Not my prince…
This screenshot proudly brought to you by Questicle.net! I have ten more just like ’em.
PUBLISHER: Virgin Interactive
RELEASE DATE: November 1992
Prince of Persia may have been a quality Apple II game – “groundbreaking,” “innovative,” and other high-falutin’ adjectives – but it’s a heaping bowl of weaksauce on the NES. The goal remains the same as the computer version: make it out of the dungeon’s thirteen levels within an hour and save the princess. There’s puzzles, guards, skeletons, trap doors, spiked floors, large spine-snapping drops, and on top of it all, terrible controls to ensure dozens of untimely deaths and swears, swears, swears! Left or Right makes you run, but instead of stopping on a dime when you release the button, you trip to a halt. Even if you’re running towards a pit or a trap door and you attempt to stop, the jerkiness of the prince’s halt will likely kill you dozens of times. Because of this terrible design flaw, running is pretty useless in Prince of Persia. Tiptoe with ‘B’ to get around and jump with ‘A’ when you approach a pit. If all you do is tiptoe and jump, you might live to see later levels. Sword fighting is awkward and requires more luck than skill.Prince of Persia isn’t meant to be a high-octane action game, thus a unique control scheme is to be expected. Unfortunately, the game calls for preciseness in every action you make, and the sloppy controls seem to go out of their way to hinder you. That’s not magic. That’s witchcraft.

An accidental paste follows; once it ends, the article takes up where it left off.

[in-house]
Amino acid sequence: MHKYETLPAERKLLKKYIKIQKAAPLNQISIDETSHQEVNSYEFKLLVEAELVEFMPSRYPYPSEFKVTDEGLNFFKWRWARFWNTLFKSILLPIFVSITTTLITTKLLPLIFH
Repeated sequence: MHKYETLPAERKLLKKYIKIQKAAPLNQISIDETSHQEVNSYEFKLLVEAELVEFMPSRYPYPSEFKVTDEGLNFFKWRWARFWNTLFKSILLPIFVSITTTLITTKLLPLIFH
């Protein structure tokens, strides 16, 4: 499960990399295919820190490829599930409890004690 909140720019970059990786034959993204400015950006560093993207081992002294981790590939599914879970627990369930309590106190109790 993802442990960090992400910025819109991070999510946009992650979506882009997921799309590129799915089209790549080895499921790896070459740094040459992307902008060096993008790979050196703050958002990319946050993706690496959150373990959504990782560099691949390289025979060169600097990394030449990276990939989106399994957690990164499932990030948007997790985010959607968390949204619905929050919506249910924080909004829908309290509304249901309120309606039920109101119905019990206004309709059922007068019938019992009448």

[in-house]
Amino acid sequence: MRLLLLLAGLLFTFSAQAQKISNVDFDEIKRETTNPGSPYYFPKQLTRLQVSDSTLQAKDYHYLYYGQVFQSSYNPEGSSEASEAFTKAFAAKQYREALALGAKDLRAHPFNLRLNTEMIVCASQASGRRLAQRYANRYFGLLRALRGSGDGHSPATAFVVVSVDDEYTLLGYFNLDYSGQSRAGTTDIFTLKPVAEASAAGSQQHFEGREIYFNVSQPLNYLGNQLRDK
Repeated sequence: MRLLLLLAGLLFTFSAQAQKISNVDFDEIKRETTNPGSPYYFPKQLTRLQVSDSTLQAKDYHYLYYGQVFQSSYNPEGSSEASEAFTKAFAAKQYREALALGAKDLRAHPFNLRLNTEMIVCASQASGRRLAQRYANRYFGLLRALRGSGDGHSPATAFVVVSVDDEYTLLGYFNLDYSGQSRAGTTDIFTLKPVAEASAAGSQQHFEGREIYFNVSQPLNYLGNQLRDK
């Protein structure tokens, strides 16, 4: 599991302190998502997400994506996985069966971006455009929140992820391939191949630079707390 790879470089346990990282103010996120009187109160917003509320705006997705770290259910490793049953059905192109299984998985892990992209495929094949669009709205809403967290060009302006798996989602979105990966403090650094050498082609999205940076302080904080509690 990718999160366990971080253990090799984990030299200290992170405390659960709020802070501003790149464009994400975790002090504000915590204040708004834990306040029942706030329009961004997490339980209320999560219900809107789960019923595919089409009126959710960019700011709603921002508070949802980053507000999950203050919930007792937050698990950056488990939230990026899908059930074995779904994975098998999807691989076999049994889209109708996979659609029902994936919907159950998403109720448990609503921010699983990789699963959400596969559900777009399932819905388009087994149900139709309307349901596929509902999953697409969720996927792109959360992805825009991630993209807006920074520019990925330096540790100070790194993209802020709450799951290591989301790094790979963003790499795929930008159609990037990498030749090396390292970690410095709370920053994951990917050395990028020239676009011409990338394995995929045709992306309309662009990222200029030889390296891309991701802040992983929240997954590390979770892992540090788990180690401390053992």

The following two tabs change content below.